These Sandhill Cranes kept us company most of the morning, as they strolled and foraged along the same trails we chose to walk. They were clearly right at home here, and utterly unperturbed by our presence.
Sandhill Crane chicks can leave the nest about 8 hours after hatching (!) but, like this long-legged juvenile above, they stick very close to the parents till the age of about 9-10 months (All About Birds).
Like so many of our year-round Florida birds, “The future of Sandhill Cranes is mainly tied to the fate of their habitat. It’s particularly important to conserve wetlands in the ranges of nonmigratory populations, and in staging and wintering areas where large migratory flocks congregate.” (All About Birds).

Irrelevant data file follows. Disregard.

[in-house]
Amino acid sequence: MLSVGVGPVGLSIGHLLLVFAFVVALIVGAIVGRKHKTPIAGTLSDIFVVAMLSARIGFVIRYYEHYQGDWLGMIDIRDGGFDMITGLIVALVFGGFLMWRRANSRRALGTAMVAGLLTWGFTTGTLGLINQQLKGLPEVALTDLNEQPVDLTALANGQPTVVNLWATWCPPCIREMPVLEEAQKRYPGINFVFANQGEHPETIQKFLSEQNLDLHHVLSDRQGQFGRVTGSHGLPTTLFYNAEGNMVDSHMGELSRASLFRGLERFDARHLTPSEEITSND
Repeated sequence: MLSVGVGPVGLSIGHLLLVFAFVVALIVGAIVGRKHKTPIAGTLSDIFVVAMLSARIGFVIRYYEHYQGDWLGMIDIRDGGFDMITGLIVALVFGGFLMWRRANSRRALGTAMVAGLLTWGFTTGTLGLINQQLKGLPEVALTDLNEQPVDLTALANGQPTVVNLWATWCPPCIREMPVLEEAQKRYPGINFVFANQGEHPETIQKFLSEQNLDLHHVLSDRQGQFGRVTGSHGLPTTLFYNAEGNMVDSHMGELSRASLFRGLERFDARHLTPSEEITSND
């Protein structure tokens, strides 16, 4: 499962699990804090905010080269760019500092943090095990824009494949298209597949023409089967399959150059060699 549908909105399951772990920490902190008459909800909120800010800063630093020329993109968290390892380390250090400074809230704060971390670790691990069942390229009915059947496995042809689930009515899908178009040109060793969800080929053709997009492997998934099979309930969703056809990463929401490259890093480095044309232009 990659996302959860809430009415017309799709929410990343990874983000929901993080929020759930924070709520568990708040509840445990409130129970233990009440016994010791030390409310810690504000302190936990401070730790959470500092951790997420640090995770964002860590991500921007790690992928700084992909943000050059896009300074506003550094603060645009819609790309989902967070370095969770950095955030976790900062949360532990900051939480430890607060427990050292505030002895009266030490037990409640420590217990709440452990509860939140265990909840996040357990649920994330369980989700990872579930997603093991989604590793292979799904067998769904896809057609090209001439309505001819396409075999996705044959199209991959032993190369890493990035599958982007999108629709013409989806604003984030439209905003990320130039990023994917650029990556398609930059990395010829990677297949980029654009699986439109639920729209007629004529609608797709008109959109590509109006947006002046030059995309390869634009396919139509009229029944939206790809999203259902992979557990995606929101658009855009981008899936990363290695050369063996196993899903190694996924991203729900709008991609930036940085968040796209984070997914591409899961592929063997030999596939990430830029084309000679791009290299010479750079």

According to the Florida Fish & Wildlife Commission, Sandhills are “quite omnivorous feeding on seeds, grain, berries, insects, earthworms, mice, small birds, snakes, lizards, frogs, crayfish…” (FWC)
P.S. Thank you to my terrific husband for the cool video in this post~! For those who may not have been able to view the video above, I’m trying again to link it here below: